The secret but vital to know number in today’s economic news

Summary: Economists get excited about aggregate GDP (today’s hot economic news dot). People — you, me, our neighbors — care about per capita GDP. GDP that grows along with the population does nothing for our standard of living, (and less than nothing if the 1% cream off most of it). It is important to us, so journalists ignore it (hence the newsroom layoffs).

Slow Economic Growth

The economy has recovered since the crash (the doomsters saying otherwise are, as usual, wrong). But the stories about the wonderful economy are also bogus. Per capita real GDP has grown a total of 3.4% since its previous peak in Q4 of 2007 — only 0.4% per year (which is also its YoY growth in Q2 2016). This is secular stagnation. The causes are only somewhat understood; economists have only guesses as to its cure (as usual, delusionally confident guesses).

Growing at 1% – 2% per year since the crash. Slowing fast since 2014.

Growth of US Per Capita Real GDP since the recession - Q2 2016

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Paul Krugman explains how to break the climate policy deadlock

Paul Krugman — Nobel Laureate economist, #5 on Prospect magazine’s 2015 list of the world’s top “thinkers” —  gives us powerful advice about the climate policy debate in his August 12 NYT op-ed (similar to this from a February column).

Paul Krugman

Paul Krugman. Creative Commons license.

Here’s how I would approach the issue: by asking how we know that a modeling approach is truly useful. The answer, I’d suggest, is that we look for surprising successful predictions. General relativity got its big boost when light did, in fact, bend as predicted. The theory of a natural rate of unemployment got a big boost when the Phillips curve turned into clockwise spirals, as predicted, during the stagflation of the 1970s.

So has there been anything like that in recent years? …Were there any interesting predictions from … models that were validated by events?

In fact he is discussing his own field, macroeconomics — but this insight has deep roots in the philosophy of science and applies as well to climate science. Predictions are the gold standard for validating theories. In The Structure of Scientific Revolutions (1962) Thomas Kuhn described failed predictions that undermined dominant paradigms (e.g., the Michelson–Morley experiment) and successful predictions that helped establish new paradigms (e.g., the orbit of Mercury). He said…

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An anthropologist explains the disruptive politics of immigration

Summary: Immigration is one of the central political issues of our time, challenging the current ideologies and parties. It meets several needs of western elites, and so has bipartisan support. But its destabilizing effects have become obvious as the list of losers from immigration grows. Opposition to it brought Trump the nomination (before he abandoned it for sideshow comedy), and that opposition will survive his defeat. To understand why, read this brilliant essay by Professor Maximilian Forte. It’s essential reading to understand social, political, and economic developments shaping western nations.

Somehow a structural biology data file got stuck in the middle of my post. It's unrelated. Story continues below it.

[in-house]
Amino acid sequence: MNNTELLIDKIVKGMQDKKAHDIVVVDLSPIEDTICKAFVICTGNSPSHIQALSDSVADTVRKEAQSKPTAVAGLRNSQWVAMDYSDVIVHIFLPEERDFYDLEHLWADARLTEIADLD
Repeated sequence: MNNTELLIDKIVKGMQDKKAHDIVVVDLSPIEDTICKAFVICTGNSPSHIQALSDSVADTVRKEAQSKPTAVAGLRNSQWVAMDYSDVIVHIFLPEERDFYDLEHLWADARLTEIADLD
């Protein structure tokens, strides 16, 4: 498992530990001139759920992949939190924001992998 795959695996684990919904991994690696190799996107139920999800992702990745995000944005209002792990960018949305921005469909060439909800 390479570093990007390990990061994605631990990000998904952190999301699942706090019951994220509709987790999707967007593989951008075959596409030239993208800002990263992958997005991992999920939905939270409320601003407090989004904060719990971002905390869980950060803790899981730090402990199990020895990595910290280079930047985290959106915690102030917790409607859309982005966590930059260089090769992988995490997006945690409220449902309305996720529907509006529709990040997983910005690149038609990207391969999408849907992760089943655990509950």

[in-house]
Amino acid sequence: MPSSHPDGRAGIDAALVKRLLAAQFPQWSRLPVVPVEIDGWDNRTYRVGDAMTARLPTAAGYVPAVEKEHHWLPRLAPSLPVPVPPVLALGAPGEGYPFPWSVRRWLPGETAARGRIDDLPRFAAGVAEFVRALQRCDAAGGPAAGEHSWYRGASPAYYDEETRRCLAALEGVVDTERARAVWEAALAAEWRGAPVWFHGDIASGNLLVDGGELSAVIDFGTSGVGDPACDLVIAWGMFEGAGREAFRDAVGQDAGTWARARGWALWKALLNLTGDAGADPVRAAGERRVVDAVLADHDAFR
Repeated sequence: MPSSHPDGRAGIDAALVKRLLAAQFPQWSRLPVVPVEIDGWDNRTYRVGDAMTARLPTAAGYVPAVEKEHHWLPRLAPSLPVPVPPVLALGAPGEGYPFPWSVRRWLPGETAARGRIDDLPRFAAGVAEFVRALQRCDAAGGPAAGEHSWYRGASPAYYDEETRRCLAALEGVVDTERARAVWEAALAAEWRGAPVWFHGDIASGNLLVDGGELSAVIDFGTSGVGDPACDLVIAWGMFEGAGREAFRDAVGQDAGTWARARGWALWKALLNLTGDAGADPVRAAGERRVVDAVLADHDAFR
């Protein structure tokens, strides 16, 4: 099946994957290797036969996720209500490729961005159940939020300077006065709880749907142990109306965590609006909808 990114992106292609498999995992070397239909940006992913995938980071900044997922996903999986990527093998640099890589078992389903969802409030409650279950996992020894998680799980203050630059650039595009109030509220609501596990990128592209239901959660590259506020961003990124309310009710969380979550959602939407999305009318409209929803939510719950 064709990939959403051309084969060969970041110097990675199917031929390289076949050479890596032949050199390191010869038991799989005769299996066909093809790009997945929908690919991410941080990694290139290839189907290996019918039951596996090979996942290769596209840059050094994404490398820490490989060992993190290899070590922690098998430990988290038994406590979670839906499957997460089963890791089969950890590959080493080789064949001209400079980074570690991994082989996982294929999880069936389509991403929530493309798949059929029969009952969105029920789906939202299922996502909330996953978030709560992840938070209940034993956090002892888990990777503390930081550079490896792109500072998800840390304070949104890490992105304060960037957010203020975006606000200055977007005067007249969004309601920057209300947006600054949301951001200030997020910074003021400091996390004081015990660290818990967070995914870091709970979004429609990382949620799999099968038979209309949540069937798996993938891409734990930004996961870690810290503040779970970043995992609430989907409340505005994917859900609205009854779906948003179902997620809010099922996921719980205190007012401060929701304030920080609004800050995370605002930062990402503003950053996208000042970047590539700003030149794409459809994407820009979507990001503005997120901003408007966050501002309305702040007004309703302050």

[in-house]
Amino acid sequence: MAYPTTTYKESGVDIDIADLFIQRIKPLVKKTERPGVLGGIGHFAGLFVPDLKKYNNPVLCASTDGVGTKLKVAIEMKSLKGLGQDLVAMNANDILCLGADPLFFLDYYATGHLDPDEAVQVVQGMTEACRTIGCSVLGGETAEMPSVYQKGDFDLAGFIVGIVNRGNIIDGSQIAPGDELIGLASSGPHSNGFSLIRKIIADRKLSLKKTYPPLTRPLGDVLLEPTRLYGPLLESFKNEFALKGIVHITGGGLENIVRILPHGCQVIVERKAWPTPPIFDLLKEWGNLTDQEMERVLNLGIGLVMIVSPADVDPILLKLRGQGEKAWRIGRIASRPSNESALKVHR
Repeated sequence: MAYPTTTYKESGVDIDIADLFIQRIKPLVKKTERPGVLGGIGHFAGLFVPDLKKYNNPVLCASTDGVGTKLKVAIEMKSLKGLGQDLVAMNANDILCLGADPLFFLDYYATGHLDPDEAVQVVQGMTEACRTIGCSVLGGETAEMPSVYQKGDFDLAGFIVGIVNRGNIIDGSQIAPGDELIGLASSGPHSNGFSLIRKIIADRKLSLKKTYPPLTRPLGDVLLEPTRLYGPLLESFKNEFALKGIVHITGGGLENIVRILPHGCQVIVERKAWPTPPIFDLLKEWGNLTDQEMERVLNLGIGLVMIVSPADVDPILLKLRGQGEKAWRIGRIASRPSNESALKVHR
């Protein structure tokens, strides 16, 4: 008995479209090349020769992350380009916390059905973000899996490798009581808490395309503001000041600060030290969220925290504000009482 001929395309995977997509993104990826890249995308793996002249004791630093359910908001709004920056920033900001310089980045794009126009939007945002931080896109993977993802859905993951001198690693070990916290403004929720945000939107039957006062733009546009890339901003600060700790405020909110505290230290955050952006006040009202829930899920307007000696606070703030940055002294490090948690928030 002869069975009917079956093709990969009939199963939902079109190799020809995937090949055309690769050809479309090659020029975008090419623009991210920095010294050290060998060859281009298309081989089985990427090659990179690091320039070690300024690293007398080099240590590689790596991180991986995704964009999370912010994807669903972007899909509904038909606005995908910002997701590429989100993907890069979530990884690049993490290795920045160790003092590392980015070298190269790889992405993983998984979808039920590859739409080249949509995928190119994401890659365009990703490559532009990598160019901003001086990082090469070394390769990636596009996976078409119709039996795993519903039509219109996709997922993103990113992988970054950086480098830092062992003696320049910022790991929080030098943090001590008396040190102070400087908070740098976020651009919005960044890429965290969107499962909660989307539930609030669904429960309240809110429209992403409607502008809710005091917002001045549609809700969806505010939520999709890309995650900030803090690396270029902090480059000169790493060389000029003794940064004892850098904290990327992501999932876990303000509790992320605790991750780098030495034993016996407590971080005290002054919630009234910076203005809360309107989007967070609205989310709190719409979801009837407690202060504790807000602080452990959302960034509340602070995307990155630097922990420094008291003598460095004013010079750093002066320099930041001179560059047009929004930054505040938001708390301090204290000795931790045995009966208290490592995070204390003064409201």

Immigration

Immigration and Capital

By Maximilian C. Forte.
From Zero Anthropology. Reposted with his generous permission.

Immigration, rightly or wrongly, has been marched to the frontline of current political struggles in Europe and North America. Whether exaggerated or accurate, the role of immigration is situated as a central factor in the Brexit referendum in the UK, and the rise of the “America First” Trump movement in the US. It seems impossible that one can have a calm discussion about immigration today, without all sorts of agendas, assumptions, insinuations and recriminations coming into play.

Staking a claim in immigration debates are a wide range of actors and interests, with everything from national identity and national security to multiculturalism, human rights, and cosmopolitan globalism. However, what is relatively neglected in the public debates is discussion of the political economy of immigration, and especially a critique of the role of immigration in sustaining capitalism.

Before going forward, we have to first dismiss certain diversionary tactics commonly used in public debate, that unfortunately misdirect too many people. First, being “anti-immigration” does not make one a “racist”. One does not follow from the other. Being a racist means adopting a racial view of humanity as being ordered according to what are imagined to be superior and inferior, biologically-rooted differences. Preferring “one’s own kind” (whatever that means) might be the basis for ethnocentrism, but not necessarily racism as such.

It’s important not to always lunge hysterically for the most inflammatory-sounding terms, just because your rhetorical polemics demand an instant “win” (because you don’t win anything; you just sound like someone who doesn’t know what he or she is talking about). Also, xenophobia neither implies racism nor ethnocentrism, because it can exceed both by being a fear or dislike of anyone who is “foreign” or “strange”.

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